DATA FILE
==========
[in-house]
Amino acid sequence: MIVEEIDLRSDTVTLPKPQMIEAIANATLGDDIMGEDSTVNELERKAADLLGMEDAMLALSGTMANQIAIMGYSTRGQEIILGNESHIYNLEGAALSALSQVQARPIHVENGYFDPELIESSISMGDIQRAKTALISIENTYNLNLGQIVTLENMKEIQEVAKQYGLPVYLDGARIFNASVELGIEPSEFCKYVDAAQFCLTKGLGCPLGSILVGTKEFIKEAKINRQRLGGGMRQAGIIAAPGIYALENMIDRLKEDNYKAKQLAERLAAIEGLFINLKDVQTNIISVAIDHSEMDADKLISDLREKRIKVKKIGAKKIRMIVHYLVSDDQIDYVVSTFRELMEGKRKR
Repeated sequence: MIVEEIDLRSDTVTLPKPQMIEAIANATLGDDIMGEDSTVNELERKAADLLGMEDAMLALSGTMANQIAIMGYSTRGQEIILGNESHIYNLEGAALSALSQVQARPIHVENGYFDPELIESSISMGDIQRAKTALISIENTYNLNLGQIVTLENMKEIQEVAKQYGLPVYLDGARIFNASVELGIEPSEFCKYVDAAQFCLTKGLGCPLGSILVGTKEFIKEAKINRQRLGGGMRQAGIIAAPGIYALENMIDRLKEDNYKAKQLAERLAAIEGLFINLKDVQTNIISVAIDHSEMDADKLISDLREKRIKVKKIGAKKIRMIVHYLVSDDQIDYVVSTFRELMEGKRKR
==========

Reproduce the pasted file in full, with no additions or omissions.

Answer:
[in-house]
Amino acid sequence: MIVEEIDLRSDTVTLPKPQMIEAIANATLGDDIMGEDSTVNELERKAADLLGMEDAMLALSGTMANQIAIMGYSTRGQEIILGNESHIYNLEGAALSALSQVQARPIHVENGYFDPELIESSISMGDIQRAKTALISIENTYNLNLGQIVTLENMKEIQEVAKQYGLPVYLDGARIFNASVELGIEPSEFCKYVDAAQFCLTKGLGCPLGSILVGTKEFIKEAKINRQRLGGGMRQAGIIAAPGIYALENMIDRLKEDNYKAKQLAERLAAIEGLFINLKDVQTNIISVAIDHSEMDADKLISDLREKRIKVKKIGAKKIRMIVHYLVSDDQIDYVVSTFRELMEGKRKR
Repeated sequence: MIVEEIDLRSDTVTLPKPQMIEAIANATLGDDIMGEDSTVNELERKAADLLGMEDAMLALSGTMANQIAIMGYSTRGQEIILGNESHIYNLEGAALSALSQVQARPIHVENGYFDPELIESSISMGDIQRAKTALISIENTYNLNLGQIVTLENMKEIQEVAKQYGLPVYLDGARIFNASVELGIEPSEFCKYVDAAQFCLTKGLGCPLGSILVGTKEFIKEAKINRQRLGGGMRQAGIIAAPGIYALENMIDRLKEDNYKAKQLAERLAAIEGLFINLKDVQTNIISVAIDHSEMDADKLISDLREKRIKVKKIGAKKIRMIVHYLVSDDQIDYVVSTFRELMEGKRKR